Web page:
Professor Blastoff - Diablo Cody
ZOE: If you liked Beverly Cleary’s Ribsy, you’ll love this week’s episode of Professor Blastoff. By the way, Ribsy was street, right? Hosts Tig Notaro, Kyle Dunnigan, and David Huntsberger welcome screenwriter Diablo Cody to discuss this week’s topic, writing. You may recognize Cody from the 144 book reports she wrote in elementary school, but you probably know her from Juno, Young Adult, and United States of Tara. Cody also published a book on her year as a stripper, which she explains she pursued as a way to depart from the typical writer track. This open-minded and active approach to new experiences permeates the rest of the interview, leading to some very interesting reflections on her personal life and career. Since she’s already a pal of the hosts, the four have a great dynamic and there’s no lack of riffing here. She and Notaro reveal they’re working on a top secret project, which they have to keep under wraps, but a project we do know a little more about is Dunnigan’s mother-son memoir, Mommy’s Handsomest Baby Boy. To get a taste, listen to Dunnigan’s “Mother Meditation,” where he takes his listeners through a visualisation exercise complete with calming soundscapes and walks us through a worried mother calling you at 5:30am to make sure you have galoshes (even though she knows you wake up at 10am). It’s one of the funniest podcast bits I’ve heard all year. Breathe in through your nose, breathe out through your mouth, then listen to this awesome episode.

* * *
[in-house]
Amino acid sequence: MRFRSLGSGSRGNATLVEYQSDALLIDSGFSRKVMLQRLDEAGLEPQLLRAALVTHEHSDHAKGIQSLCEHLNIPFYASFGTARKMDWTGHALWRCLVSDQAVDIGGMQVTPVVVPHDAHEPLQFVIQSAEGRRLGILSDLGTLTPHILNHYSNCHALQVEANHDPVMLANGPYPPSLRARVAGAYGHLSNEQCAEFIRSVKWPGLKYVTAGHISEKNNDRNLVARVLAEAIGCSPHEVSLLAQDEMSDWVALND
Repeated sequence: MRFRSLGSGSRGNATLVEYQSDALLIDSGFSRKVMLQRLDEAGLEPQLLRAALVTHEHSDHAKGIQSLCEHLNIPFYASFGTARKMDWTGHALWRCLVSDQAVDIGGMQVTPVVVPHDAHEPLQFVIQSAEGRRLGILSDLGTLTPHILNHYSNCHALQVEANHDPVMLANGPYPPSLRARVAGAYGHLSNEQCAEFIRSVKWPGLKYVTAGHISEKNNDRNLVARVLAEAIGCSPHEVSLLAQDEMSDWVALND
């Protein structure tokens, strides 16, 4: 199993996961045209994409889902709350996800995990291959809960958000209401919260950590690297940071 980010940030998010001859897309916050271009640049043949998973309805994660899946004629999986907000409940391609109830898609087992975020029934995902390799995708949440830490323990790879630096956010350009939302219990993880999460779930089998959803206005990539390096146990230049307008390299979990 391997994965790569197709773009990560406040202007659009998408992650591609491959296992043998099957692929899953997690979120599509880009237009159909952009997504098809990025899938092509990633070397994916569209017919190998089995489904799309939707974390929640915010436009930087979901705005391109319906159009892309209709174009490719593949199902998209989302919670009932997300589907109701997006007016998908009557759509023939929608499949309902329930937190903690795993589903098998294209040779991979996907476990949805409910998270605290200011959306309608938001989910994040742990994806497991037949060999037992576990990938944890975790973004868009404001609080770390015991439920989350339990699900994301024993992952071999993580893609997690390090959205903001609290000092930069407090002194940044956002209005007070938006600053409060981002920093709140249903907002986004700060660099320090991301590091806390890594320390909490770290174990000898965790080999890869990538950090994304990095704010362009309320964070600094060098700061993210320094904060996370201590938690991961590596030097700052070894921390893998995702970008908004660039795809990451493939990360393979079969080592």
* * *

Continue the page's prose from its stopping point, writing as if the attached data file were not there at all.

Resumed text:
You Made It Weird - Gentry Lee
SCOTT: Gentry Lee (Chief Engineer for the Planetary Flight Systems Directory at the Jet Propulsion Laboratory) easily has the most impressive title of any guest to have ever been on the show, and, true to his title, he straps a rocket to this episode and launches it into space. The second the show starts, he’s talking about religion, and before Pete Holmes can settle into that topic, Lee adjusts course and tells us why ants are the dominant species on the planet and uses that topic as fuel to explain why aliens haven’t bothered to contact us and probably don’t abduct us. Even though the episode is short, coming in at just over an hour, it’s so densely packed with science and religion, fact and opinion, that it threatens to collapse on itself and form a black hole that leads to another universe with a completely different set of physical laws. They talked about that too. Did you know that humans know that ants have a language of at least 200 words? You will. The pace is so frenetic that it’s hard for the individual interesting facts to stand out at times, but the overall effect is that you end up feeling awash in a sea of opinions of a very smart man who thinks that the idea of God being everything is equally as interesting as the knowledge that worms reproduce asexually. As the episode wraps, Lee launches into a beautiful explanation of what he deems the biggest miracle in history, which is that we are here, and that it took two generations of stars to even make the chemicals that allowed that to happen. For the listener, the biggest miracle of this episode is Lee’s exasperated groan when, after all that beautiful imagery that he hoped would close the show, Holmes asks him to say the catchphrase.
Nerdist - Carol Leifer